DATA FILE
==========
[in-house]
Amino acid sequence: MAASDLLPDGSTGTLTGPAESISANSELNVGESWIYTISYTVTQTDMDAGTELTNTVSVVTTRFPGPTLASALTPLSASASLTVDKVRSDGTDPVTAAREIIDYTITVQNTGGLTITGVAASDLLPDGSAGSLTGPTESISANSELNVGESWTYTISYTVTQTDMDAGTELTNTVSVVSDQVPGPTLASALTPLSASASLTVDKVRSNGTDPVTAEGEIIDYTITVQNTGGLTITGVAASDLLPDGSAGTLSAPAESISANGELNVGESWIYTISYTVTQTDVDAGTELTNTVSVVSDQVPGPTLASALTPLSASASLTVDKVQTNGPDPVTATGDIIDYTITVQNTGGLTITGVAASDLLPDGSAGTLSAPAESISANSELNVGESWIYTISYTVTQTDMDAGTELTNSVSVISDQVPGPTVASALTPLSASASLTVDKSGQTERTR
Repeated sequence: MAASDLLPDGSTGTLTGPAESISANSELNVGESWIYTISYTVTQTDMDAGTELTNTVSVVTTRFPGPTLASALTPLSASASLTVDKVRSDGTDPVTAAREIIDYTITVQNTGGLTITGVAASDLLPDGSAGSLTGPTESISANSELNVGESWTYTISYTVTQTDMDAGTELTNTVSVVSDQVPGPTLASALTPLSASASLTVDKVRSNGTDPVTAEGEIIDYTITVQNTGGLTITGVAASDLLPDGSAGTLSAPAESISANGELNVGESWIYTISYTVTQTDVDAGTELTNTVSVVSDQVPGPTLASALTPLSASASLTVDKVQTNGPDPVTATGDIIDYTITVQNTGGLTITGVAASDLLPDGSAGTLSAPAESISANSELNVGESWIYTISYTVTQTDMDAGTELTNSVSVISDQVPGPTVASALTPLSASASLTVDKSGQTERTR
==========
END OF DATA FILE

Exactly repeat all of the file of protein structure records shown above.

[in-house]
Amino acid sequence: MAASDLLPDGSTGTLTGPAESISANSELNVGESWIYTISYTVTQTDMDAGTELTNTVSVVTTRFPGPTLASALTPLSASASLTVDKVRSDGTDPVTAAREIIDYTITVQNTGGLTITGVAASDLLPDGSAGSLTGPTESISANSELNVGESWTYTISYTVTQTDMDAGTELTNTVSVVSDQVPGPTLASALTPLSASASLTVDKVRSNGTDPVTAEGEIIDYTITVQNTGGLTITGVAASDLLPDGSAGTLSAPAESISANGELNVGESWIYTISYTVTQTDVDAGTELTNTVSVVSDQVPGPTLASALTPLSASASLTVDKVQTNGPDPVTATGDIIDYTITVQNTGGLTITGVAASDLLPDGSAGTLSAPAESISANSELNVGESWIYTISYTVTQTDMDAGTELTNSVSVISDQVPGPTVASALTPLSASASLTVDKSGQTERTR
Repeated sequence: MAASDLLPDGSTGTLTGPAESISANSELNVGESWIYTISYTVTQTDMDAGTELTNTVSVVTTRFPGPTLASALTPLSASASLTVDKVRSDGTDPVTAAREIIDYTITVQNTGGLTITGVAASDLLPDGSAGSLTGPTESISANSELNVGESWTYTISYTVTQTDMDAGTELTNTVSVVSDQVPGPTLASALTPLSASASLTVDKVRSNGTDPVTAEGEIIDYTITVQNTGGLTITGVAASDLLPDGSAGTLSAPAESISANGELNVGESWIYTISYTVTQTDVDAGTELTNTVSVVSDQVPGPTLASALTPLSASASLTVDKVQTNGPDPVTATGDIIDYTITVQNTGGLTITGVAASDLLPDGSAGTLSAPAESISANSELNVGESWIYTISYTVTQTDMDAGTELTNSVSVISDQVPGPTVASALTPLSASASLTVDKSGQTERTR